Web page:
Public Values

Blowing the whistle on corporate tax avoidance

Investigative series looks at the problem in the UK.

Polly Toynbeeby Polly Toynbee, The Guardian

January 31, 2009 — Paying taxes makes us citizens. Living and voting together, citizenship means belonging to the community that decides how much tax to levy and how to spend it. Most people can't avoid PAYE and they are rightly outraged by those who go to great lengths to avoid paying their fair share. There's likely to be greater indignation about avoiders in times when public spending will be pinched tight and taxes rise to pay for this great calamity. Her Majesty's Revenue & Customs can't know how much tax companies avoid, but the department's estimates rise as high as £13.7bn.

On Monday the Guardian reports on its investigation which reveals corporate tax avoidance on a gargantuan scale. Respectable FTSE 100 companies, household brands that are cornerstones of Britishness, have for years deprived British citizens of potentially billions — all done legally by battalions of super-accountants and lawyers.

As company wealth ballooned during the boom, the money going into Treasury coffers should have grown proportionately. But between 2000 and 2007 the proportion of tax paid by top companies fell. Where did it go? The very clever people who devised fiendish debt devices that blew up the banks also applied their brains to byzantine new tax avoidance strategies.

Delving into the truth of company taxes has taken the Guardian team months of digging, talking to whistle-blowers, and following the knotted strings that lead through a labyrinth of subsidiaries in secretive tax havens. As the story of each famous company unfolds, keep your eye fixed on every twist and turn. You will go on a journey through the minds of people who have wasted their talents on making others pay for everything that makes Britain the safe, civilised, beautiful, enjoyable place where these company directors wish to live and bring up their families.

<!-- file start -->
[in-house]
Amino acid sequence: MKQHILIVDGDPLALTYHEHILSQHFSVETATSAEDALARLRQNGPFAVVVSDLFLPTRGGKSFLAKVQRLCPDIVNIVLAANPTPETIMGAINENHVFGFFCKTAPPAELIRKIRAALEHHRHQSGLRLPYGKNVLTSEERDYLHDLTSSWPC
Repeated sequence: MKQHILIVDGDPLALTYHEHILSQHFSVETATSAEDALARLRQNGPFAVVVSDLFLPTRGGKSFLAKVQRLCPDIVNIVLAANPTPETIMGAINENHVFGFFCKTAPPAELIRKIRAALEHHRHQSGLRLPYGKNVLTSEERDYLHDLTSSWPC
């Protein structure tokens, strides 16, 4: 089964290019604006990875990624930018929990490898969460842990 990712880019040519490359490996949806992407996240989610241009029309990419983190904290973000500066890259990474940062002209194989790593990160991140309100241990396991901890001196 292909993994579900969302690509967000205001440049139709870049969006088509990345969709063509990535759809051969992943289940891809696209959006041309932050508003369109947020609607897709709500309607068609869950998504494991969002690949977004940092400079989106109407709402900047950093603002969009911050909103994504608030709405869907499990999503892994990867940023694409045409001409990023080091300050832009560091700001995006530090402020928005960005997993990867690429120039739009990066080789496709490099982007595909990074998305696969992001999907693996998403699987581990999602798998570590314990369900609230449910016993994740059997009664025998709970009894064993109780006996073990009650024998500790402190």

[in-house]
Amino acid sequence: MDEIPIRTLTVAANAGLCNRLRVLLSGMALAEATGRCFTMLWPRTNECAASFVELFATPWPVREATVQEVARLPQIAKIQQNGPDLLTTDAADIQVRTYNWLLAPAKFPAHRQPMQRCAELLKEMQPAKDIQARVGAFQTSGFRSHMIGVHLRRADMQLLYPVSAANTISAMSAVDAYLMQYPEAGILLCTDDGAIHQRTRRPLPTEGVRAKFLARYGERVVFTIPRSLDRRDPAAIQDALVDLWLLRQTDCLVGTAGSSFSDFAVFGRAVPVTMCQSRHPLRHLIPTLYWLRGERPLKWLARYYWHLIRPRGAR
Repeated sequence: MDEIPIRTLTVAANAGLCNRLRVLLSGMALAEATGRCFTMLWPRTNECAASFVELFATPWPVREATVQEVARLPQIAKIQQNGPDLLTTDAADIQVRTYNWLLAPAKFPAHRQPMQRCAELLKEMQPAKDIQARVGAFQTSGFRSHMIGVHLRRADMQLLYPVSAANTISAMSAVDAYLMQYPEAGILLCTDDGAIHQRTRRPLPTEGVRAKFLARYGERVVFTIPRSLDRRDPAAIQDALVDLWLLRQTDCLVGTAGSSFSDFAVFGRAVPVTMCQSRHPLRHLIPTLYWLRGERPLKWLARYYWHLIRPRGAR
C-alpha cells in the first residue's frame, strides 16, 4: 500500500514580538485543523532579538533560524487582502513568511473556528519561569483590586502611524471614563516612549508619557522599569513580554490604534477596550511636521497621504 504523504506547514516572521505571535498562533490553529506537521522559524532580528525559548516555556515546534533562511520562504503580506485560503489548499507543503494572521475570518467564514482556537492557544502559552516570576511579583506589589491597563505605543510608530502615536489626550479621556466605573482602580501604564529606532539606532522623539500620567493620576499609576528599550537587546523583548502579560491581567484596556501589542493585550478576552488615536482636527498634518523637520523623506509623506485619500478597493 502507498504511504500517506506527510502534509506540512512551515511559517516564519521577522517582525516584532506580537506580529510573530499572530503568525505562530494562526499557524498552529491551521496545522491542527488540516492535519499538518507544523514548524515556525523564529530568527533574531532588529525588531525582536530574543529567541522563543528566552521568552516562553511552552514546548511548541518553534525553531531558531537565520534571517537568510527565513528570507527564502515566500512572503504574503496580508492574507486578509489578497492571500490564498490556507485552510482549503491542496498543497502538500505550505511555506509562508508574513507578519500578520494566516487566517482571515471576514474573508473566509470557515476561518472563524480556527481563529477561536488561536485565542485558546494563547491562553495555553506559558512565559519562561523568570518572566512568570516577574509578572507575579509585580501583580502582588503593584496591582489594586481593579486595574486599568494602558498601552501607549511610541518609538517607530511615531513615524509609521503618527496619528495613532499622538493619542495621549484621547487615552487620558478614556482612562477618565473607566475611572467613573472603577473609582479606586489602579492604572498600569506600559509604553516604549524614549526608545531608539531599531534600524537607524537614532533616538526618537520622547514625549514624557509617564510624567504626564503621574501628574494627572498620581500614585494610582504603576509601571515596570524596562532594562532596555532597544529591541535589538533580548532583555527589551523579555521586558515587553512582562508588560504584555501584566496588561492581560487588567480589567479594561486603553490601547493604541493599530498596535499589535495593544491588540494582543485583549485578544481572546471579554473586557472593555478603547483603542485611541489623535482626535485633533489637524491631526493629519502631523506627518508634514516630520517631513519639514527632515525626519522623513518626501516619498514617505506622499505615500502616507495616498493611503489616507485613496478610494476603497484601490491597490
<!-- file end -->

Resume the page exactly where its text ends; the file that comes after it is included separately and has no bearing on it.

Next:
Public companies are anything but public about tax. Annual accounts are opaque, not obliged to spell out how much tax was paid where, or the tax-advantageous deals between their subsidiaries. But this we know: a third of FTSE 100 companies paid no tax in 2005-2006, and another third paid a minute proportion of their operating profits. Thanks to avoidance, HMRC says 12 of the UK's largest firms "extinguished all liabilities in 2005-2006". Scores more claimed tax losses. The area between tax dodging and reasonable offsetting — of pension contributions, research and development, preventing double taxation, new investment and legitimate reliefs — is the thick fog where lawyers and accountants make their millions. Between the spirit of tax law and its practice, fortunes are made. . .

To read further. . .

Privatization vs. Public Values Frame
  Paying taxes means you have bad accountants / Paying taxes makes us citizens

Links and sources
  It's time to rattle and bang in protest at this outrage, by Polly Toynbee, The Guardian, January 31 2009
  The Guardian Series: The Tax Gap Home Page

Posted: February 09, 2009

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